But that email didn’t come. Several days passed and still nothing, so I followed up with a breezy message—something about looking forward to the possibility of working together, and was there anything else she needed? I tried to bury any hint of desperation in my upbeat tone. To my delight, she wrote back! But to my dismay, she simply said, “I just need something… more…”

What was she even talking about? I’d given her everything—every detail of every last tree I was growing in my small business forest. After a moment of panic, it came to me. I didn’t give her the thing she needed most: a story. One of another client and what hiring me meant for their success. A story about results.

I’ll be honest. It’s not always comfortable to tell these kinds of stories. In an effort to not sound braggy, it’s easier to stick with the facts. However, in those moments when everything “makes sense” and they are still not saying yes, it’s because logic is only part of the equation. Emotion is the other, more important part—the part that compels them to say yes, instead of convincing them to.

So I wrote back. This time, instead of talking about more trees, I told her a story about a recent phone call I had with a woman who had seen me speak. She said my message transformed her work by solving a problem her team had been struggling with for a long time. I typed up that story and then read and reread my email before hitting send. Five minutes later, I got a response: “Let’s do this.”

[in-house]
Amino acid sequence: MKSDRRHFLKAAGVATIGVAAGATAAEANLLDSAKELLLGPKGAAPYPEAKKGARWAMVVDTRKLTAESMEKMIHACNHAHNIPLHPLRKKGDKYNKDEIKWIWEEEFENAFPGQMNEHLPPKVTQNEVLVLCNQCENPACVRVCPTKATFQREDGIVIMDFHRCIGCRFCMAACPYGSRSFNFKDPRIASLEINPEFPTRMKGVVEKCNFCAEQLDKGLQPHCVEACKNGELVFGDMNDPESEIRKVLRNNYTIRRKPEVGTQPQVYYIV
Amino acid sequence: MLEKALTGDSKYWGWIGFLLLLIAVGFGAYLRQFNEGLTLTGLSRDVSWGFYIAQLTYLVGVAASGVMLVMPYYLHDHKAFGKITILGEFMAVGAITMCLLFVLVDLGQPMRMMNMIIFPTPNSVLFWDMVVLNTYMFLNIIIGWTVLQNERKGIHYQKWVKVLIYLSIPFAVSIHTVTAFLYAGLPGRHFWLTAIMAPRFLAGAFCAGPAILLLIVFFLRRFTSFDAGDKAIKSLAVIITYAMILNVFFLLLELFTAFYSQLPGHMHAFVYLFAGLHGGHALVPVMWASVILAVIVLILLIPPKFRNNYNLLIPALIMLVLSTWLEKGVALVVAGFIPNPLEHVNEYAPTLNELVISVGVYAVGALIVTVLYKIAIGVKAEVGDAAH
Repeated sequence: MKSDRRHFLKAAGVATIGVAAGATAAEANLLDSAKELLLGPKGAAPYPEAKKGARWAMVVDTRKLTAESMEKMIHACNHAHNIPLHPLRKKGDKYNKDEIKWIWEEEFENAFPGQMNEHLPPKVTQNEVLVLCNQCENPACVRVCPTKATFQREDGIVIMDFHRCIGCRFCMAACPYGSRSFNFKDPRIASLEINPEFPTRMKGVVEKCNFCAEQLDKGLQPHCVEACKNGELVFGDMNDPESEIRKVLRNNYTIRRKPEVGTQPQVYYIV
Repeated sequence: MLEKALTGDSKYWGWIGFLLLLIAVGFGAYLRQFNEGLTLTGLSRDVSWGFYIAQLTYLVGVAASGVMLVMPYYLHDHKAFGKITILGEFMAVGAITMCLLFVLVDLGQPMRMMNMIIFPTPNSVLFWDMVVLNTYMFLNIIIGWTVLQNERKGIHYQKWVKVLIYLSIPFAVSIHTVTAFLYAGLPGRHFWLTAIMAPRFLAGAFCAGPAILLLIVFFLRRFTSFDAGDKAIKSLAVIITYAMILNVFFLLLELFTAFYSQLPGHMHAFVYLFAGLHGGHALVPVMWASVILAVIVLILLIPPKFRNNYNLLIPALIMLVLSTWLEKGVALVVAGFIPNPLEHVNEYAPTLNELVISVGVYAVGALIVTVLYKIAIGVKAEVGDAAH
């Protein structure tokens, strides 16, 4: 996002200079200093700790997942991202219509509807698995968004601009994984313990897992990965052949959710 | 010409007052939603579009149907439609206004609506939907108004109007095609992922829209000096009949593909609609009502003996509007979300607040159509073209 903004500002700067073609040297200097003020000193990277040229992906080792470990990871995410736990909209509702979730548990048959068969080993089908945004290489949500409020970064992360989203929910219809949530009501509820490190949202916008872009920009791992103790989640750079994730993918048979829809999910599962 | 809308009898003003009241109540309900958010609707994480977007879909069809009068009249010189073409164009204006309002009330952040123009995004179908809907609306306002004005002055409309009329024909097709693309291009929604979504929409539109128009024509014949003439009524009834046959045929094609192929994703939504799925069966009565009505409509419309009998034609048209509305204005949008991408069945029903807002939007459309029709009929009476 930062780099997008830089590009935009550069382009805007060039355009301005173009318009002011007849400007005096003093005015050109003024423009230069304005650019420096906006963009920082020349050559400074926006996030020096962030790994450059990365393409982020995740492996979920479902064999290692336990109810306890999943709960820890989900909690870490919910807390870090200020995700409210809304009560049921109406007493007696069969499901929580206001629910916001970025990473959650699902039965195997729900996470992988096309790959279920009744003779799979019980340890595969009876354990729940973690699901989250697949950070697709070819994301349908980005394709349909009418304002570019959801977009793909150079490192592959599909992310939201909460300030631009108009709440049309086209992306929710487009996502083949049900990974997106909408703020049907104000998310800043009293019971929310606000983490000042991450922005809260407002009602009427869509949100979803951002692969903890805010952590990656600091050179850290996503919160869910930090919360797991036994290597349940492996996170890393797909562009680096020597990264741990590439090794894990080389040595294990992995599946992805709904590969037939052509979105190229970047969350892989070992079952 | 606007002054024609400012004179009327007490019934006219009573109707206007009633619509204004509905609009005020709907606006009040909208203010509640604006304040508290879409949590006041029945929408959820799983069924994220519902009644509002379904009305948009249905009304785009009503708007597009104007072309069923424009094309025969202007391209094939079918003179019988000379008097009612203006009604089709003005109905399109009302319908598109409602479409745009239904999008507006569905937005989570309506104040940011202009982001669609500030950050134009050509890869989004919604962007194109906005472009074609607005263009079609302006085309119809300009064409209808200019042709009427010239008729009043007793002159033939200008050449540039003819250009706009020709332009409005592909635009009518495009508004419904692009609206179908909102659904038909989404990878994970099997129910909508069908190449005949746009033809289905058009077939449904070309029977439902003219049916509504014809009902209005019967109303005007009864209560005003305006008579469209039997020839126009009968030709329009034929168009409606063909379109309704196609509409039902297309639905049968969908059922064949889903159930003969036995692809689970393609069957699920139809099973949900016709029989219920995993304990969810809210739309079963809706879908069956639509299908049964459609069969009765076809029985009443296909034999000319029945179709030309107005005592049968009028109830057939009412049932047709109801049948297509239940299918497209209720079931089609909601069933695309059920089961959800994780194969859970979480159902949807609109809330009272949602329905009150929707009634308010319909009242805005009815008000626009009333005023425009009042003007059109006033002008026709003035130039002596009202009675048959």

If ever you are trying to sell—whether it’s a product, a service or an idea—and your message keeps falling flat, it’s possible you are suffering from TTT Syndrome. Take a step back from the features, benefits, data, metrics and whatever else rolls around in your brain all day, and look at the forest you’ve built. Tell the story of the value you’ve created and the difference you make.

Storytelling and Leadership

Storytelling isn’t only about making sales. It’s a key to great leadership, too. The best leaders are great communicators who captivate people. The most captivating communications are stories. If you have your sights set on leading the masses—or even a small team—fast track those goals by telling better stories, more often.

Think about the people whose advice you took, whose paths you emulated, whose guidance you accepted. Think about the people who have influenced you. Think about the people you have followed and why. It’s likely story had something to do with it. Here’s why:

  1. Storytelling establishes credibility.

A requirement of leadership is trust—faith that you are qualified to lead people in the direction they want to go.

How do you establish that credibility? How do you let your potential followers know you’re the leader they need? You could tell them your title and how long you’ve had said title and hope they’re impressed. You could give them a list of accomplishments and hope they’re impressed. Or, you could tell them a story about what you did to earn that title or what you’ve done while you’ve had that title and know they’ll not only be impressed, but invested, too.